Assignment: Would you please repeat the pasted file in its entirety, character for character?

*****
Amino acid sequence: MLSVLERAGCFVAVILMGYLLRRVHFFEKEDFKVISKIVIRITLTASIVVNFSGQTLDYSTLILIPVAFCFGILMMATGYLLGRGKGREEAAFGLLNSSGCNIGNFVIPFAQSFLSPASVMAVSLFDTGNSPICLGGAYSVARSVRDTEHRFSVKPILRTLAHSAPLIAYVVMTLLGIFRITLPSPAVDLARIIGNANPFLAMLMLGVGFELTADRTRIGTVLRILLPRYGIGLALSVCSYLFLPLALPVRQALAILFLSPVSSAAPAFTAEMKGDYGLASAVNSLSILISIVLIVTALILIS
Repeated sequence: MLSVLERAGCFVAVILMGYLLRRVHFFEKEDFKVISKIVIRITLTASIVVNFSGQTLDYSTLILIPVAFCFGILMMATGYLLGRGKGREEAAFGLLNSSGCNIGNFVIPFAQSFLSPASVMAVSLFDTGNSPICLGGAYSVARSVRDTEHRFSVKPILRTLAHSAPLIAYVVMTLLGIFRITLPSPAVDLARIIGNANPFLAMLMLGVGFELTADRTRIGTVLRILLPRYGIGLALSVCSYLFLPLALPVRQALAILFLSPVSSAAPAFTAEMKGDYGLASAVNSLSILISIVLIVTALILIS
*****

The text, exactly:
Amino acid sequence: MLSVLERAGCFVAVILMGYLLRRVHFFEKEDFKVISKIVIRITLTASIVVNFSGQTLDYSTLILIPVAFCFGILMMATGYLLGRGKGREEAAFGLLNSSGCNIGNFVIPFAQSFLSPASVMAVSLFDTGNSPICLGGAYSVARSVRDTEHRFSVKPILRTLAHSAPLIAYVVMTLLGIFRITLPSPAVDLARIIGNANPFLAMLMLGVGFELTADRTRIGTVLRILLPRYGIGLALSVCSYLFLPLALPVRQALAILFLSPVSSAAPAFTAEMKGDYGLASAVNSLSILISIVLIVTALILIS
Repeated sequence: MLSVLERAGCFVAVILMGYLLRRVHFFEKEDFKVISKIVIRITLTASIVVNFSGQTLDYSTLILIPVAFCFGILMMATGYLLGRGKGREEAAFGLLNSSGCNIGNFVIPFAQSFLSPASVMAVSLFDTGNSPICLGGAYSVARSVRDTEHRFSVKPILRTLAHSAPLIAYVVMTLLGIFRITLPSPAVDLARIIGNANPFLAMLMLGVGFELTADRTRIGTVLRILLPRYGIGLALSVCSYLFLPLALPVRQALAILFLSPVSSAAPAFTAEMKGDYGLASAVNSLSILISIVLIVTALILIS